Last week found us floating the Deschutes River from Warm Springs to Trout Creek, a very popular drift section. Perhaps you read my post, Water is Life on the Deschutes River a few weeks ago where we fished with Littleleaf Outfitters on the Warm Springs Reservation.

Deschutes Redside with Clark's Lady Stone | www.riverkeeperflies.com

Our hope was to fish Salmonfly and Golden Stone imitations to coax up a few fish.

We started at Warm Springs Boat Launch.

Warm Springs Boat Ramp on Deschutes River | www.riverkeeperflies.com

While I have a drift boat and have drifted the Deschutes River numerous times, we joined our friend Eric on this float. Perhaps you recall previous trips I’ve written about as we floated with Eric, the most popular being Eric’s Deschutes River Bar and Grill.

Eric and Karen in Driftboat on Deschutes | www.riverkeeperflies.com

We enjoy being the first of the second wave launching the boat. Many guides have already floated downstream with their clients. We hoped by fishing later in the day, warmer weather might make the bugs active, and provide some great dry fly action.

After launching the boat, we spent a little time to fish the area before departing down the river.

Here is Eric giving it a try.

Eric Fishing on Deschutes River | www.riverkeeperflies.com

Karen and I moved the boat away from the launch area and anchored next to an island. We usually fish upstream, but it appeared a guide had the same idea and his two clients were fishing there. The guide mentioned it was time for them to hop in the boat for their trip and as they walked by our boat, one turned to me and asked “are you John Kreft”?

I answered “yes, I am” and he stated he’s been a regular reader here at RiverKeeper Flies. The encounter made me smile. A short time later, we floated down the river and there was John with a big smile on his face.

RiverKeeper Flies Reader - John | www.riverkeeperflies.com

I mentioned earlier we were hoping to find stoneflies in the grasses. I didn’t see any Golden Stones, but a few Salmonflies were on the streamside grasses.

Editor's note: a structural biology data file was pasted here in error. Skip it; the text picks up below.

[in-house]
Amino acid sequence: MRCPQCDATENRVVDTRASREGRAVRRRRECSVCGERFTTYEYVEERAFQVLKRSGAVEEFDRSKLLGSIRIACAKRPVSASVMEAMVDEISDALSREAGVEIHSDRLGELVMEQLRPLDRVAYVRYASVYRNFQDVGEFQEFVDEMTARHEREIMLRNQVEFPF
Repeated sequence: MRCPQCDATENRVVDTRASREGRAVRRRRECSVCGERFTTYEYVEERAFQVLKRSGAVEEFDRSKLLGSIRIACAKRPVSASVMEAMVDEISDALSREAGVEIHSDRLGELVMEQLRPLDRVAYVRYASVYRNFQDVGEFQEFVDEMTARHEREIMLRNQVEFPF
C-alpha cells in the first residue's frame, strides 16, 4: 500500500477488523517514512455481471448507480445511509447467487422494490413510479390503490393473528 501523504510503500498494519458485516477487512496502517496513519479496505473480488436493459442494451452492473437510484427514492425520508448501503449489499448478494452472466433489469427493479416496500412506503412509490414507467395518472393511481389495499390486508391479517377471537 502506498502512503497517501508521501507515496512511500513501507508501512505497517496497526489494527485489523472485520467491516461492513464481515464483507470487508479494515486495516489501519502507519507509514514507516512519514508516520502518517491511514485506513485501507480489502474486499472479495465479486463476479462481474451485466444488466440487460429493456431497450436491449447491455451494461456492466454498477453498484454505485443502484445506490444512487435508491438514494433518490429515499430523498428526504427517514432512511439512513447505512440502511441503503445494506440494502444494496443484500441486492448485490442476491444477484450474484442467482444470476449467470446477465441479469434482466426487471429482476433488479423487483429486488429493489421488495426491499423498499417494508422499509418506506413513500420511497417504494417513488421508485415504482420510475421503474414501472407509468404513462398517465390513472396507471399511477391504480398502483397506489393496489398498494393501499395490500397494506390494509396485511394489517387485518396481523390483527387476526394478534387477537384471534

Deschutes Salmonfly | www.riverkeeperflies.com

I planned to use one of the following three flies:

I tied on a Clark’s Lady Salmonfly with hopes of coaxing a fish to the fly.

We drifted by some islands and found a nice grassy area to try.

Eric hooked and played a nice trout. It wrapped itself around some woody debris and played it quite a while.

Eric Playing Rainbow on Deschutes River | www.riverkeeperflies.com

He was lucky and landed this 17″ Rainbow.

Eric with Deschutes Rainbow | www.riverkeeperflies.com

I fished downstream next to some grasses and moved a couple of fish, hooking and landing a small trout.

Fishing Grass Banks on Deschutes River | www.riverkeeperflies.com

Back in the boat, we floated down the river past Mecca Flats Campground.

Deschutes River | www.riverkeeperflies.com

This is a beautiful float through the Deschutes River canyon. Be sure to notice the blue sky in the image above. Remember the sky and compare it to images later in my report.

Mecca Flats Campground is a great place for river access. You’ll find great spots along the road as you drive from where we launched to the campground. In addition, several miles of access can be found below the campground.

We continued our float and stopped at the downstream end of an island to try fishing. I walked upstream along the edge, casting my Norm Wood Special, since I saw more Golden Stones in the grasses.

Golden Stone on Deschutes River | www.riverkeeperflies.com

I moved a nice fish towards the bottom of the island. The fish was holding along the edge of a drop-off. I couldn’t get him to return despite the additional casts I placed over it.

I cast to seams during my jaunt upstream. Nothing.

At the top of the island, I placed my fly on the seam between fast and slow water and a nice fish rose to eat it…a NICE fish!

I played the fish and was able to see it as it jumped a couple of times out of the water. A short time later, I placed the net under the fish and landed this beautiful 19 1/2″ Rainbow Trout.